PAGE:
I do a pretty good job of looking for wildlife. Like most folks, who love the outdoors, I have developed the “Hunter’s eye.” Seldom though, does wildlife come knocking on my door.
While sitting in my easy chair, I was disturbed by something thumping on the patio door. Curious, to see what the disturbance was, I approached the glass door. Two Baltimore cardinals were flying against the pane. Even after seeing me, they continued.
I opened the door and went outside. These bright orange birds with black heads and bold white markings on black wings, flew into my nearby maple and looked back. I talked to them in my best bird whisperer voice. As soon as I went back inside, the pair of Baltimores were back to attacking the window. The next time, I went outside, the pair flew away.
After doing some research, I found that these lovely birds usually stay and nest high in trees. My Google search claims these birds adapt to backyard feeders, but not to mine.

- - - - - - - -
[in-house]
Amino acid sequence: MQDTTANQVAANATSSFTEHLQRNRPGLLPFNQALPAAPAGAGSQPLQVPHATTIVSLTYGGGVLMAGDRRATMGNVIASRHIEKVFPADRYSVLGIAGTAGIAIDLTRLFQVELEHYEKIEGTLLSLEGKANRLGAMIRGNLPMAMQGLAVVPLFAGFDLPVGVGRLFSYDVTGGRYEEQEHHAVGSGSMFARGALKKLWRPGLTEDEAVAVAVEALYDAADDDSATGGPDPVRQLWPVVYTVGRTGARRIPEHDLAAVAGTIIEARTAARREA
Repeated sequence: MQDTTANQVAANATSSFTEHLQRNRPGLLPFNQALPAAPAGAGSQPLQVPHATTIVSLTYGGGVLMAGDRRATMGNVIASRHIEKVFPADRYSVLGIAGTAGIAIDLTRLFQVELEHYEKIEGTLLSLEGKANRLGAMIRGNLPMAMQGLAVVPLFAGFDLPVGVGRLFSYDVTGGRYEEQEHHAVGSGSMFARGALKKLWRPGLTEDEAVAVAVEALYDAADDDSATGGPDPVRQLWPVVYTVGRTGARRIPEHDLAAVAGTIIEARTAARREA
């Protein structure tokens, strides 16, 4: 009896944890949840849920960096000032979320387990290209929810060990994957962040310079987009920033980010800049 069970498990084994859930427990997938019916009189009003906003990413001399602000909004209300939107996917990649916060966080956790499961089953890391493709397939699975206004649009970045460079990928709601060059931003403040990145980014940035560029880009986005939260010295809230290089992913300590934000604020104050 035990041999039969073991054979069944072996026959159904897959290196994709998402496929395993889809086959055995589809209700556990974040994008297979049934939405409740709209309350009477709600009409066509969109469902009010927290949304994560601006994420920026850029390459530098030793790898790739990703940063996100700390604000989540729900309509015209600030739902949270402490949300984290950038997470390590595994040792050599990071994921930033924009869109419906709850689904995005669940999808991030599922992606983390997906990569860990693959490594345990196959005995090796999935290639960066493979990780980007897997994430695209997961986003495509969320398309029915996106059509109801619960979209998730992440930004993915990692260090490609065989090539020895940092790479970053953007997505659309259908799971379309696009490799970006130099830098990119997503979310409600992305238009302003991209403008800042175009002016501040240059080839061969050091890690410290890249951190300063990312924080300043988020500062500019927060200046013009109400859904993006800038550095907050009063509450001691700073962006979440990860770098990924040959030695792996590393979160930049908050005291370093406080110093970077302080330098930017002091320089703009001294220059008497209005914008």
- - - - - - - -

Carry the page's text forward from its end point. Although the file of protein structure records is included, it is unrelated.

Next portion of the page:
A couple of days later, I pulled onto my driveway and hit the brakes. A mother killdeer and her newly hatched fledglings were scurrying across the asphalt. Killdeer have long legs and seem to like open grass areas. I see more killdeers on school yards than any place else. East Elementary on U.S. 36 is a prime example.
What I have not been seeing much of are young rabbits. Last fall there were a lot of bunnies, but the enduring winter’s heavy snows made cottontails easy prey for predators.
I have not seen a rabbit in my yard for a long time, but when I mowed the fencerow a young one darted out and into the neighbor’s grass. Cats and dogs roam the yard next door, yet a mother rabbit has been able to keep at least one from being eaten.